The Story Behind the Famous Chichester Cathedral

By: Keith McGregor

Between 1305 and 1337 the Bishop Langton installed the great stained glass window in the Southern transept of the cathedral. After a second blaze the original wooden ceiling of the cathedral was destroyed, and was replaced with a vaulted one.

The body of Richard de la Wyche (Saint Richard) lays in the cathedral, and a shrine dedicated to him was a place of pilgrimage until it was destroyed in 1538 during the first stages of the English Reformation.

The cathedrals magnificent fourteenth century spire collapsed abruptly on February 21st 1861, after being repaired by Sir Christopher Wren, and surviving a lightning strike in 1721. Fortunately no fatalities resulted. It is thought that this occurred because of the poor quality of stone the spire was crafted from. It was rebuilt four years later by Sir Gilbert Scott, a British architect, and reached the spectacular height of eighty two meters.

The nave of the cathedral itself is built on top of the remains of a Roman mosaic which, in Roman times, was used as a pavement. The fascinating piece can be viewed through a glass panel in the floor of the nave and is a popular attraction. Interestingly, among Leonard Bernstein's finest pieces, was 'Chichester Psalms', which was composed for the cathedral.

Today, the cathedral is an extremely popular visitor destination, and drives tourists to the city in their hundreds. The grassy cathedral grounds provide an excellent spot to picnic, and in summer it is rare for the grounds to be empty. It is still an active place of worship, and services are held regularly, a choir is also still assembled. The cathedral is the only one in the South that can be seen from the channel and, peculiarly, the only medieval cathedral in Britain with a separate bell tower.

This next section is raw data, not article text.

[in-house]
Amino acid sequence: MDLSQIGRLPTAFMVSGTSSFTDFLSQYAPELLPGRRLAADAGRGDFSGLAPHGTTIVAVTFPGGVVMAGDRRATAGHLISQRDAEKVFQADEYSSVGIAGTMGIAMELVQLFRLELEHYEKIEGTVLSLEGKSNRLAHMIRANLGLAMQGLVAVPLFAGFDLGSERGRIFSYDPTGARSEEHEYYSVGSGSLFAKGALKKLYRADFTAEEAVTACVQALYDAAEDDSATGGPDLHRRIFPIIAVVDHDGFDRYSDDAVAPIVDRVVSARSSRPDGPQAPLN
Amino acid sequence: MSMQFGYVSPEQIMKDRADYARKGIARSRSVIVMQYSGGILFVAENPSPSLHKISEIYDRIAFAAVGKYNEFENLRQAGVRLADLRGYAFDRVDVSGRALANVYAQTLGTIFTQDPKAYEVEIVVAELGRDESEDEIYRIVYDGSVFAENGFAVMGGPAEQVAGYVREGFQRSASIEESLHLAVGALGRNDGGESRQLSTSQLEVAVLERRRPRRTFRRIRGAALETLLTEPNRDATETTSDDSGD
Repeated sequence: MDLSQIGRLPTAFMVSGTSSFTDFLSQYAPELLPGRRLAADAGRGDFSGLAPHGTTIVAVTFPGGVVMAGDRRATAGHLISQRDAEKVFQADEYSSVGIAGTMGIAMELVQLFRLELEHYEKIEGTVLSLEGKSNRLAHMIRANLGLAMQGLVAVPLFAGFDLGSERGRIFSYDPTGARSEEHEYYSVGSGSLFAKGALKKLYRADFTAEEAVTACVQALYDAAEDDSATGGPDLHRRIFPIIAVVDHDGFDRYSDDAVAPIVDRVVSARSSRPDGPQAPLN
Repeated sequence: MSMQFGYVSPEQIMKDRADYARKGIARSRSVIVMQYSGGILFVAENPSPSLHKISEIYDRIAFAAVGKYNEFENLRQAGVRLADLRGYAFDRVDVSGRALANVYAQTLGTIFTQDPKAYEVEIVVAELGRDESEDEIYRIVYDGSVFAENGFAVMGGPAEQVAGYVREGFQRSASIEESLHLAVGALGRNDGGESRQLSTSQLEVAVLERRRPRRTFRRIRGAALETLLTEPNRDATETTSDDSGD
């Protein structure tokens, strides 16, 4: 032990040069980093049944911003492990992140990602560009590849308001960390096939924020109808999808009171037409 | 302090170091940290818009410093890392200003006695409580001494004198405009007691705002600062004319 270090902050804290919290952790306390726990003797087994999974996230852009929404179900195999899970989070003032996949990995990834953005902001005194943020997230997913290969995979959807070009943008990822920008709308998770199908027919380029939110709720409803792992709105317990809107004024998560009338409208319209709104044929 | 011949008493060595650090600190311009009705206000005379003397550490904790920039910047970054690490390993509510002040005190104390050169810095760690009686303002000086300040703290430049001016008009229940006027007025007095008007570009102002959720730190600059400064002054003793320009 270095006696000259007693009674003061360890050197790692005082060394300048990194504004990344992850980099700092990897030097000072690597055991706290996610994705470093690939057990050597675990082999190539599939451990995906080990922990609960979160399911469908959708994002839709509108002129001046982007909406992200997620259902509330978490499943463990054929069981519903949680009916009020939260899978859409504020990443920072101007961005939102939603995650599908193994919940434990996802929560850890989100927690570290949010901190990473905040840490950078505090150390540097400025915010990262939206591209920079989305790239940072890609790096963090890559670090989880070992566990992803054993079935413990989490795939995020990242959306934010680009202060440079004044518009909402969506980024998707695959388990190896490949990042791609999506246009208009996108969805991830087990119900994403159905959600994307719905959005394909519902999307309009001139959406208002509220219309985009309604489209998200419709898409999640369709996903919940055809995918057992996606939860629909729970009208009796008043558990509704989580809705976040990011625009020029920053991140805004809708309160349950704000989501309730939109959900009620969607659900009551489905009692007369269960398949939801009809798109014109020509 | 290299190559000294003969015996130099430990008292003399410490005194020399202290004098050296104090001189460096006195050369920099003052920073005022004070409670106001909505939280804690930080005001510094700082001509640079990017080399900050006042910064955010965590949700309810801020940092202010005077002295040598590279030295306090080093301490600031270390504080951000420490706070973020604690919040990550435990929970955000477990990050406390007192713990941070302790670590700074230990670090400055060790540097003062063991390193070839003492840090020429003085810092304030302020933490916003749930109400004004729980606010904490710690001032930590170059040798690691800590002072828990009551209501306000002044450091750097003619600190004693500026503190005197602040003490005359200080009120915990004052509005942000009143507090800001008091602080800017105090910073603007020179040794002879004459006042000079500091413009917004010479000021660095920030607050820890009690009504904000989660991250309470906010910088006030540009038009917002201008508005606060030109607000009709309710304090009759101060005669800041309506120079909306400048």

The cathedral grounds are open to the public everyday of the week, and there are plenty of places to eat. There is a cafe in the cathedral and a garden to eat in, but the green at the front of the cathedral provides an adequate spot. The cathedral is in West street by the cross, and is almost impossible to miss. Its fascinating architecture and history are found interesting by everyone from children to great grandparents. Trips to the spire are even held occasionally!

If you are planning to stay in the local aera, then there is a fantastic range of accommodation in Chichester. Not much further out of the City is the Crouchers Country Hotel, which is only a short from the city centre. This early 1900s farmhouse which has been converted to house 18 luxury bedrooms in the outside coach house and barn makes it an extremely pleasant hotel in Chichester.

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